Looking to transform your backyard into a unique and versatile outdoor living space? Installing an outdoor kitchen on your patio or deck is a great way to do just that while adding aesthetic appeal to your home’s exterior. While it is possible to build an outdoor kitchen on a deck, you must know the right way to go about it. For example, you may wonder what decking material best supports such an endeavor. Keep reading for everything you need to know about decking materials for outdoor kitchens and what to consider before you begin deck construction or deck design.
Wood vs. Composite
While natural wood is still the most popular decking material, in general, we consider composite to be the superior choice for any deck.
For one, composite decking offers the promise of longevity, lasting around 15 years longer than wood decking (with the average wood deck lasting 10-15 years versus the average lifespan of a composite deck being 25-30 years).
Decks made of wood materials also require a lot more maintenance than those made of composite materials, with tasks including cleaning, sanding, staining, and repainting, and each one typically requiring the use of specialized equipment.
Even a well-maintained wood deck will require more frequent repairs because wood is more vulnerable to the elements, such as UV rays, termites, and water damage, to name a few.
While composite materials often cost more than wood initially, in the long run, composite maintenance versus wood maintenance can save you around $2,300 over a period of 10 years.
Composite Decking for Outdoor Kitchen Spaces
Because the structural materials of a deck (i.e., the posts, joists, beams, etc.) are always constructed of strong, pressure-treated wood, the floor of the deck will be the focus of this post, which will either be made of wood or composite material (or vinyl PVC type). While wood or any other material types can work, composite is the better decking choice by far for an outdoor kitchen, for several reasons, as described below:
Combustibility of Wood
The biggest reason composite decking is widely considered to be better (and safer) than wood is its much higher combustibility rating than wood. So if you’re concerned about adding a fire risk with an outdoor kitchen, go with composite. Why? Composite is less combustible than wood, which can easily catch fire and burn.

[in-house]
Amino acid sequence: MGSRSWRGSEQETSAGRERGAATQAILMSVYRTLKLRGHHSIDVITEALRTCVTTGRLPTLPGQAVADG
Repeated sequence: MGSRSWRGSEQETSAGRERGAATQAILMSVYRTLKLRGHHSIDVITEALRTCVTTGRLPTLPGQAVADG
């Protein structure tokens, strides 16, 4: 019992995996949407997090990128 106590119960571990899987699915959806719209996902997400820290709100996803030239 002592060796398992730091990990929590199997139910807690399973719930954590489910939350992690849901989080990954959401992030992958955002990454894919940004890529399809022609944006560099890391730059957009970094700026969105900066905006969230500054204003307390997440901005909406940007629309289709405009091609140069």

Keep Kitchen Elements Separate
It is important to keep in mind that you will still have to place the kitchen elements (namely the grill) away from the home. This is because outdoor cooking heat often ruins siding, even if the material is highly resilient, such as stucco or cement. The heat given off by a grill can also have a negative impact on any nearby wood and even make it more prone to burning. Keeping kitchen elements at least 10 feet away from any siding, deck railings, or other structures (such as garages or sheds) is a good standard to keep.
Both wood-burning and gas fire pits can safely be used on composite decks, provided they are placed a sufficient distance from any adjoining structures and a heat-resistant barrier is used between the fire pit and the deck to prevent potential structural and cosmetic damage.
Get a Grill Mat
Using a grill mat around the main cooking area is always a good idea, not just for safety reasons, but to protect the deck, as well.
Keep a Fire Extinguisher Handy
Whether you build your deck with wood or composite materials, it is always recommended that you keep a fire extinguisher readily available and close by.
Avoid Stains with Composite
Wood materials are porous and therefore stain more easily. As such, composite material is the optimal choice given that it’s less absorbent. Cedar, for example, the most popular option for wood decking, is more susceptible to staining from your typical cooking and grilling messes, such as grease and charcoal dust. These can be cleaned off of composite material much easier than cedar or other wood types.
If you’re still planning to build your outdoor kitchen on a natural wood deck, you’ll want to apply a premium stain repellant to your deck before installation to help prevent unsightly and potentially permanent oil and grease stains.
Other things to consider
It’s important to consider the use of your deck before you begin construction, because the cost change before you build it is worth the benefit. If you know you want an outdoor kitchen on the deck, you will do a lot better knowing that ahead of time and building toward that purpose, rather than trying to retrofit an already-built deck.
Here are some additional things to consider before you start construction on your deck and outdoor kitchen:
The weight of your kitchen
Actually, most materials will support a kitchen. You would really have to go out of the way to add enough to affect the load on a deck, such as a stone chimney.
Covered or uncovered?
It’s OK to build an outdoor kitchen that is covered. People often want to cover an outdoor kitchen so they can cook and eat without getting rained on, or to be shaded from the summer sun. However, you need to be cognizant that it will produce smoke. We always recommend installing fans in the ceiling of a covered deck if there is going to be a kitchen or a fire element (i.e., outdoor fireplace, firepit, fire table, etc.).
This comes into play most importantly when considering how far away from the exterior of your home the grill needs to be placed to avoid damage. Remember the 10-feet-away rule referenced above.
Where do you want your electricity or your gas or water?
All materials will work for this. You will want to plan where you are going to run your utility lines before you start building.
When planning to install a deck for any purpose, you’ll want a knowledgeable and dedicated team by your side. Our professionals at BigDecks.com can help you do it better–bigger–and for less. Contact us today for your free consultation and quick estimate.